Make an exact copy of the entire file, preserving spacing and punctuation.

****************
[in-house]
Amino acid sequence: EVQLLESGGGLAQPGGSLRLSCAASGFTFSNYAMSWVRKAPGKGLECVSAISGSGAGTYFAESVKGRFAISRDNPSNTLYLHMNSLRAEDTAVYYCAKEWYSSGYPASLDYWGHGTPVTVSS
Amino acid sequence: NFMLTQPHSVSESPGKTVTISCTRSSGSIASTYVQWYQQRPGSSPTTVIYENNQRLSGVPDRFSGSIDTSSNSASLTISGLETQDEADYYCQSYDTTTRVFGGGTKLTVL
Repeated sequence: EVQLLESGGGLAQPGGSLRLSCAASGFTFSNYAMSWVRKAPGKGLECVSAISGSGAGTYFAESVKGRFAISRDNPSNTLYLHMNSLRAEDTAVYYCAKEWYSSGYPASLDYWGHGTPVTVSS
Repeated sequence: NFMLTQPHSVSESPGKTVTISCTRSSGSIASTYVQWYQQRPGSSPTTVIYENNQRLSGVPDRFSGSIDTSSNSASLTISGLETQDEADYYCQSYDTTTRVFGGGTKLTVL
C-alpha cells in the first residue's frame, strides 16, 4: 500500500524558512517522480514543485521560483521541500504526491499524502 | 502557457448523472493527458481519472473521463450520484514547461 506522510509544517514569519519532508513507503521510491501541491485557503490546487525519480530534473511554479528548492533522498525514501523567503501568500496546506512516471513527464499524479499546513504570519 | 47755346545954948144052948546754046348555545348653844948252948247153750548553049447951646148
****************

[in-house]
Amino acid sequence: EVQLLESGGGLAQPGGSLRLSCAASGFTFSNYAMSWVRKAPGKGLECVSAISGSGAGTYFAESVKGRFAISRDNPSNTLYLHMNSLRAEDTAVYYCAKEWYSSGYPASLDYWGHGTPVTVSS
Amino acid sequence: NFMLTQPHSVSESPGKTVTISCTRSSGSIASTYVQWYQQRPGSSPTTVIYENNQRLSGVPDRFSGSIDTSSNSASLTISGLETQDEADYYCQSYDTTTRVFGGGTKLTVL
Repeated sequence: EVQLLESGGGLAQPGGSLRLSCAASGFTFSNYAMSWVRKAPGKGLECVSAISGSGAGTYFAESVKGRFAISRDNPSNTLYLHMNSLRAEDTAVYYCAKEWYSSGYPASLDYWGHGTPVTVSS
Repeated sequence: NFMLTQPHSVSESPGKTVTISCTRSSGSIASTYVQWYQQRPGSSPTTVIYENNQRLSGVPDRFSGSIDTSSNSASLTISGLETQDEADYYCQSYDTTTRVFGGGTKLTVL
C-alpha cells in the first residue's frame, strides 16, 4: 500500500524558512517522480514543485521560483521541500504526491499524502 | 502557457448523472493527458481519472473521463450520484514547461 506522510509544517514569519519532508513507503521510491501541491485557503490546487525519480530534473511554479528548492533522498525514501523567503501568500496546506512516471513527464499524479499546513504570519 | 47755346545954948144052948546754046348555545348653844948252948247153750548553049447951646148